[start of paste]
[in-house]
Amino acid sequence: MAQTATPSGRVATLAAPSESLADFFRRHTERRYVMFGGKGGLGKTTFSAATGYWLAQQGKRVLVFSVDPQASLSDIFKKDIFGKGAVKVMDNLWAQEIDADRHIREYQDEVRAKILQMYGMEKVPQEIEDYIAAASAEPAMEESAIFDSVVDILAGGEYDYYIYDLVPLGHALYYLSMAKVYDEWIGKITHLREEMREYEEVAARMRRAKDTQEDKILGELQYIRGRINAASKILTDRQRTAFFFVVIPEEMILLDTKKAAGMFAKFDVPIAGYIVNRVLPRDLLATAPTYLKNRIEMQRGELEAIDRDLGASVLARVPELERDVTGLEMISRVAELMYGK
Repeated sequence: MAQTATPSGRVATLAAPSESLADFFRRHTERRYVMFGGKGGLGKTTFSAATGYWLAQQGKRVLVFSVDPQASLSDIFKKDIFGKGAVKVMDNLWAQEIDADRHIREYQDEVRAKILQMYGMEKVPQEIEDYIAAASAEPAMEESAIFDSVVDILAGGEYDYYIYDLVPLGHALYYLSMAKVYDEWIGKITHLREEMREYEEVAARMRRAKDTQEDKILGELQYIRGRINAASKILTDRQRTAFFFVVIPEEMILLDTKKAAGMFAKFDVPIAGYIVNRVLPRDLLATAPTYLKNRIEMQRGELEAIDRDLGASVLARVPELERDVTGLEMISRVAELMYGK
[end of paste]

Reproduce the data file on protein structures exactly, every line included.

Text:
[in-house]
Amino acid sequence: MAQTATPSGRVATLAAPSESLADFFRRHTERRYVMFGGKGGLGKTTFSAATGYWLAQQGKRVLVFSVDPQASLSDIFKKDIFGKGAVKVMDNLWAQEIDADRHIREYQDEVRAKILQMYGMEKVPQEIEDYIAAASAEPAMEESAIFDSVVDILAGGEYDYYIYDLVPLGHALYYLSMAKVYDEWIGKITHLREEMREYEEVAARMRRAKDTQEDKILGELQYIRGRINAASKILTDRQRTAFFFVVIPEEMILLDTKKAAGMFAKFDVPIAGYIVNRVLPRDLLATAPTYLKNRIEMQRGELEAIDRDLGASVLARVPELERDVTGLEMISRVAELMYGK
Repeated sequence: MAQTATPSGRVATLAAPSESLADFFRRHTERRYVMFGGKGGLGKTTFSAATGYWLAQQGKRVLVFSVDPQASLSDIFKKDIFGKGAVKVMDNLWAQEIDADRHIREYQDEVRAKILQMYGMEKVPQEIEDYIAAASAEPAMEESAIFDSVVDILAGGEYDYYIYDLVPLGHALYYLSMAKVYDEWIGKITHLREEMREYEEVAARMRRAKDTQEDKILGELQYIRGRINAASKILTDRQRTAFFFVVIPEEMILLDTKKAAGMFAKFDVPIAGYIVNRVLPRDLLATAPTYLKNRIEMQRGELEAIDRDLGASVLARVPELERDVTGLEMISRVAELMYGK